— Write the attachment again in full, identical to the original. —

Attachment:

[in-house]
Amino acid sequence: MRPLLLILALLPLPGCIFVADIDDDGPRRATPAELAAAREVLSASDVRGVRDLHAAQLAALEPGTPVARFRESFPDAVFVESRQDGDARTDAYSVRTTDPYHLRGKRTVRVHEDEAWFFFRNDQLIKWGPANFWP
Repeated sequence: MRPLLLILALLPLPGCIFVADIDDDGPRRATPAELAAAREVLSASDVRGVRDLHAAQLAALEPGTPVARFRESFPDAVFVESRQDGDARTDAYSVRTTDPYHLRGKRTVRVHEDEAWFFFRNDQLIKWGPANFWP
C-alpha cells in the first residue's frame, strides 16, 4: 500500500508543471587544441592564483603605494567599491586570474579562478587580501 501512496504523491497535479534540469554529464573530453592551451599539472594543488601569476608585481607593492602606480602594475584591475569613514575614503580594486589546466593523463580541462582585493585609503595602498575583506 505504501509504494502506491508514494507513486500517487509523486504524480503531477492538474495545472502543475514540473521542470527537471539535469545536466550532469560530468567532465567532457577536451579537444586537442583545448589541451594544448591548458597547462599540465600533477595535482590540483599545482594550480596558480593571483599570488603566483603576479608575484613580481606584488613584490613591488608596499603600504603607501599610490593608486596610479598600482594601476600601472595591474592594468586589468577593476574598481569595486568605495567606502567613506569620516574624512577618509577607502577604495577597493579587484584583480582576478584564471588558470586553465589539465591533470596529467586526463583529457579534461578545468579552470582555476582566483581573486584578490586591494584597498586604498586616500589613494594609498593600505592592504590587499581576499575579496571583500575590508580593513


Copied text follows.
[in-house]
Amino acid sequence: MRPLLLILALLPLPGCIFVADIDDDGPRRATPAELAAAREVLSASDVRGVRDLHAAQLAALEPGTPVARFRESFPDAVFVESRQDGDARTDAYSVRTTDPYHLRGKRTVRVHEDEAWFFFRNDQLIKWGPANFWP
Repeated sequence: MRPLLLILALLPLPGCIFVADIDDDGPRRATPAELAAAREVLSASDVRGVRDLHAAQLAALEPGTPVARFRESFPDAVFVESRQDGDARTDAYSVRTTDPYHLRGKRTVRVHEDEAWFFFRNDQLIKWGPANFWP
C-alpha cells in the first residue's frame, strides 16, 4: 500500500508543471587544441592564483603605494567599491586570474579562478587580501 501512496504523491497535479534540469554529464573530453592551451599539472594543488601569476608585481607593492602606480602594475584591475569613514575614503580594486589546466593523463580541462582585493585609503595602498575583506 505504501509504494502506491508514494507513486500517487509523486504524480503531477492538474495545472502543475514540473521542470527537471539535469545536466550532469560530468567532465567532457577536451579537444586537442583545448589541451594544448591548458597547462599540465600533477595535482590540483599545482594550480596558480593571483599570488603566483603576479608575484613580481606584488613584490613591488608596499603600504603607501599610490593608486596610479598600482594601476600601472595591474592594468586589468577593476574598481569595486568605495567606502567613506569620516574624512577618509577607502577604495577597493579587484584583480582576478584564471588558470586553465589539465591533470596529467586526463583529457579534461578545468579552470582555476582566483581573486584578490586591494584597498586604498586616500589613494594609498593600505592592504590587499581576499575579496571583500575590508580593513